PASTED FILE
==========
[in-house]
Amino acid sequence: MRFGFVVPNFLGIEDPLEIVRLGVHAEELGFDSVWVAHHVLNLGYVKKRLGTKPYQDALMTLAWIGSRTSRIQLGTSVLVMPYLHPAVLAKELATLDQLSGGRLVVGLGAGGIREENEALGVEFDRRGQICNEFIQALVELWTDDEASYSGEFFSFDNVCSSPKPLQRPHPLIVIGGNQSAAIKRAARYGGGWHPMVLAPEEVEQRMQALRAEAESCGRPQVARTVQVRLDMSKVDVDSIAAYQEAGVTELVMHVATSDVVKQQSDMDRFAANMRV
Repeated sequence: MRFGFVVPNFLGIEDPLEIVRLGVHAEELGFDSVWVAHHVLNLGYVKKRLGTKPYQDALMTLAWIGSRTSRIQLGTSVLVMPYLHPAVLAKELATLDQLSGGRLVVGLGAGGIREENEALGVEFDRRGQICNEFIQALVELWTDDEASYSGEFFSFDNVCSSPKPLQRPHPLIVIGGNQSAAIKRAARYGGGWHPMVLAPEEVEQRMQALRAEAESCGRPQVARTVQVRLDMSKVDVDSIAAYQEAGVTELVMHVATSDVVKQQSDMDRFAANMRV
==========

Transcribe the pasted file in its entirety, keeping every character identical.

[in-house]
Amino acid sequence: MRFGFVVPNFLGIEDPLEIVRLGVHAEELGFDSVWVAHHVLNLGYVKKRLGTKPYQDALMTLAWIGSRTSRIQLGTSVLVMPYLHPAVLAKELATLDQLSGGRLVVGLGAGGIREENEALGVEFDRRGQICNEFIQALVELWTDDEASYSGEFFSFDNVCSSPKPLQRPHPLIVIGGNQSAAIKRAARYGGGWHPMVLAPEEVEQRMQALRAEAESCGRPQVARTVQVRLDMSKVDVDSIAAYQEAGVTELVMHVATSDVVKQQSDMDRFAANMRV
Repeated sequence: MRFGFVVPNFLGIEDPLEIVRLGVHAEELGFDSVWVAHHVLNLGYVKKRLGTKPYQDALMTLAWIGSRTSRIQLGTSVLVMPYLHPAVLAKELATLDQLSGGRLVVGLGAGGIREENEALGVEFDRRGQICNEFIQALVELWTDDEASYSGEFFSFDNVCSSPKPLQRPHPLIVIGGNQSAAIKRAARYGGGWHPMVLAPEEVEQRMQALRAEAESCGRPQVARTVQVRLDMSKVDVDSIAAYQEAGVTELVMHVATSDVVKQQSDMDRFAANMRV